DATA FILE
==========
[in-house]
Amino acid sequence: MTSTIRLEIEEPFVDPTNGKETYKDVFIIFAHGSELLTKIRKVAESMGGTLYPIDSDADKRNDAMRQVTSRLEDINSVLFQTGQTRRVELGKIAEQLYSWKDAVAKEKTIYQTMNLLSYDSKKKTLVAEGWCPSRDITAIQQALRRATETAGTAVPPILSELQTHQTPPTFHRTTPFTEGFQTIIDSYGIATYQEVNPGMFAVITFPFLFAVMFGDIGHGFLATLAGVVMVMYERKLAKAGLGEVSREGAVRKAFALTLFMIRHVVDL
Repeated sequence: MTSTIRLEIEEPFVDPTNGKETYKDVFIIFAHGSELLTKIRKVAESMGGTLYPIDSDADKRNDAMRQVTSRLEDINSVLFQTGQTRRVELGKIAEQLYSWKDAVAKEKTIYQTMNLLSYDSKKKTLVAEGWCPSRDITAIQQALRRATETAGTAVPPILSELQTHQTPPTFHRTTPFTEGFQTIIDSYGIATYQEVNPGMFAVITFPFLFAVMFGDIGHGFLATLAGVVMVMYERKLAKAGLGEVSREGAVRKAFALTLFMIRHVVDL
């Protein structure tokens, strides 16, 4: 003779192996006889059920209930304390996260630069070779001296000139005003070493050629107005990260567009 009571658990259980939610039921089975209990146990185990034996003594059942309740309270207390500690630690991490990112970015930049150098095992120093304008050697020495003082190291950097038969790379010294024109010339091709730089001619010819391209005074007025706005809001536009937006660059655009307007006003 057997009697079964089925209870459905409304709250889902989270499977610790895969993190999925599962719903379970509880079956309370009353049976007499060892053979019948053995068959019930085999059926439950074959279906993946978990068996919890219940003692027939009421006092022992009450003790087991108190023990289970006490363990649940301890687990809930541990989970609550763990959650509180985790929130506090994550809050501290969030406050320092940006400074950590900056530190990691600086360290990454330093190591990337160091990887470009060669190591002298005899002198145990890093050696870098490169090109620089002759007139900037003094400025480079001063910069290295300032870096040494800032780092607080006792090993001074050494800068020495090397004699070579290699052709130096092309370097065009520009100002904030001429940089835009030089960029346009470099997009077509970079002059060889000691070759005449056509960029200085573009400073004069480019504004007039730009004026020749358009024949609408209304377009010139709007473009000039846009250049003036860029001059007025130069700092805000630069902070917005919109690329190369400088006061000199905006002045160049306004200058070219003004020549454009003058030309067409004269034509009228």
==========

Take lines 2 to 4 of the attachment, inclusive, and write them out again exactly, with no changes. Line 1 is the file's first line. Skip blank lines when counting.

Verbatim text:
Amino acid sequence: MTSTIRLEIEEPFVDPTNGKETYKDVFIIFAHGSELLTKIRKVAESMGGTLYPIDSDADKRNDAMRQVTSRLEDINSVLFQTGQTRRVELGKIAEQLYSWKDAVAKEKTIYQTMNLLSYDSKKKTLVAEGWCPSRDITAIQQALRRATETAGTAVPPILSELQTHQTPPTFHRTTPFTEGFQTIIDSYGIATYQEVNPGMFAVITFPFLFAVMFGDIGHGFLATLAGVVMVMYERKLAKAGLGEVSREGAVRKAFALTLFMIRHVVDL
Repeated sequence: MTSTIRLEIEEPFVDPTNGKETYKDVFIIFAHGSELLTKIRKVAESMGGTLYPIDSDADKRNDAMRQVTSRLEDINSVLFQTGQTRRVELGKIAEQLYSWKDAVAKEKTIYQTMNLLSYDSKKKTLVAEGWCPSRDITAIQQALRRATETAGTAVPPILSELQTHQTPPTFHRTTPFTEGFQTIIDSYGIATYQEVNPGMFAVITFPFLFAVMFGDIGHGFLATLAGVVMVMYERKLAKAGLGEVSREGAVRKAFALTLFMIRHVVDL
């Protein structure tokens, strides 16, 4: 003779192996006889059920209930304390996260630069070779001296000139005003070493050629107005990260567009 009571658990259980939610039921089975209990146990185990034996003594059942309740309270207390500690630690991490990112970015930049150098095992120093304008050697020495003082190291950097038969790379010294024109010339091709730089001619010819391209005074007025706005809001536009937006660059655009307007006003 057997009697079964089925209870459905409304709250889902989270499977610790895969993190999925599962719903379970509880079956309370009353049976007499060892053979019948053995068959019930085999059926439950074959279906993946978990068996919890219940003692027939009421006092022992009450003790087991108190023990289970006490363990649940301890687990809930541990989970609550763990959650509180985790929130506090994550809050501290969030406050320092940006400074950590900056530190990691600086360290990454330093190591990337160091990887470009060669190591002298005899002198145990890093050696870098490169090109620089002759007139900037003094400025480079001063910069290295300032870096040494800032780092607080006792090993001074050494800068020495090397004699070579290699052709130096092309370097065009520009100002904030001429940089835009030089960029346009470099997009077509970079002059060889000691070759005449056509960029200085573009400073004069480019504004007039730009004026020749358009024949609408209304377009010139709007473009000039846009250049003036860029001059007025130069700092805000630069902070917005919109690329190369400088006061000199905006002045160049306004200058070219003004020549454009003058030309067409004269034509009228």